Paths on graphs and associated quantum groupoids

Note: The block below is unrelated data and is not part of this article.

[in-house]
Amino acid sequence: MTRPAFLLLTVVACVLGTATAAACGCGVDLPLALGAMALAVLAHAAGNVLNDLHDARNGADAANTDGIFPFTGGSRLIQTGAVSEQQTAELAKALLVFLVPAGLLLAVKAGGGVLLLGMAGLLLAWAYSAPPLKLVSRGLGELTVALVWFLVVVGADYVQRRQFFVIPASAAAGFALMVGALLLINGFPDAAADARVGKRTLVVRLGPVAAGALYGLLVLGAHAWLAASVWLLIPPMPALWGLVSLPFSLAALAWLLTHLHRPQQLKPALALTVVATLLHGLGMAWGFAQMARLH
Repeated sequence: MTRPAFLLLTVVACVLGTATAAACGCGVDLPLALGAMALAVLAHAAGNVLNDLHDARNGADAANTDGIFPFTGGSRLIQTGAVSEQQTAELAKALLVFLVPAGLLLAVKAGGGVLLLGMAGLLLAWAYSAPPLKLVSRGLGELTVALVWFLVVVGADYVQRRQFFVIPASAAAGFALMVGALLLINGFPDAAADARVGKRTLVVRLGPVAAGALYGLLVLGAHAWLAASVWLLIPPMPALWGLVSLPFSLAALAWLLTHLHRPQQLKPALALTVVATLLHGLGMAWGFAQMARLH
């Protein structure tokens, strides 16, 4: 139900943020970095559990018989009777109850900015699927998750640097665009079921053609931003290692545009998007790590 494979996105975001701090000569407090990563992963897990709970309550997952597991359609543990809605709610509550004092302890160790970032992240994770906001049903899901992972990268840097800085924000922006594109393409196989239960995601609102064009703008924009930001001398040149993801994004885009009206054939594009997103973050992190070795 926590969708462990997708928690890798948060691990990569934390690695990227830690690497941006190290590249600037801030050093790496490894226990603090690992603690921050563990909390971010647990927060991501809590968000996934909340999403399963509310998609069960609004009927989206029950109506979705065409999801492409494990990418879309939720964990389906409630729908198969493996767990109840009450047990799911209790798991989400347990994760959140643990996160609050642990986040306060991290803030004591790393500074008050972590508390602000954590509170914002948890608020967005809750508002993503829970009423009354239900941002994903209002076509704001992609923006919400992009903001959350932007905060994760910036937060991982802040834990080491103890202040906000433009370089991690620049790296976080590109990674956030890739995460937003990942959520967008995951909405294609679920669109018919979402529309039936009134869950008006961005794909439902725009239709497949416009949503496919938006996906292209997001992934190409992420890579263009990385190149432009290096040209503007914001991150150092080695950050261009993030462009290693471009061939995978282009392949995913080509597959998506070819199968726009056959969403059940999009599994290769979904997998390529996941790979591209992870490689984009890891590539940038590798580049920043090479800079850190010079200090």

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(1)REVISTA DE LA UNIÓN MATEMÁTICA ARGENTINA Volumen 51, Número 2, 2010, Páginas 147–170. PATHS ON GRAPHS AND ASSOCIATED QUANTUM GROUPOIDS R. TRINCHERO Abstract. Given any simple biorientable graph it is shown that there exists a weak *-Hopf algebra constructed on the vector space of graded endomorphisms of essential paths on the graph. This construction is based on a direct sum decomposition of the space of paths into orthogonal subspaces one of which is the space of essential paths. Two simple examples are worked out with certain detail, the ADE graph A3 and the affine graph A[2] . For the first example the weak *-Hopf algebra coincides with the so called double triangle algebra. No use is made of Ocneanu’s cell calculus.. 1. Introduction One of the most interesting developments in mathematical physics of the last decades has been the classification of SU(2)-type rational conformal field theories by ADE graphs1[1]. In relation to the present work a possible way to look at this classification is the following2. The tensor category of representations of a weak *Hopf algebra[5] constructed out of the corresponding ADE graph G is summarized by another graph Oc(G), called the Ocneanu graph of quantum symmetries[6]. Knowledge of this last graph encodes information on the conformal field theory when considered in various environments, the corresponding generalized partition functions can be obtained from this graph[1, 7, 8]. In addition the weak *-Hopf algebras mentioned above can be given a physical interpretation as the algebras of quantum mechanical symmetries of certain quantum statistical models, known as face models[9]. For the case of ADE graphs the weak *-Hopf algebra mentioned above is known as the the double triangle algebra(DTA)[6, 10, 11]. The construction of this algebra out of the corresponding ADE graph starts from something called quantum 6-j symbols[12] that can be computed employing Ocneanu’s cell calculus. These objects describe the representation theory of the DTA[13, 14, 15]. No direct derivation of. CONICET support is gratefully acknowledged. 1 Analog classifications exist for SU(3)-type[2] and SU(4)-type[3] rational conformal field theories, however the construction of the corresponding weak Hopf algebras out of the analog of the ADE graphs is not known. 2 Another way closer to the historical path is given in [4].. 147.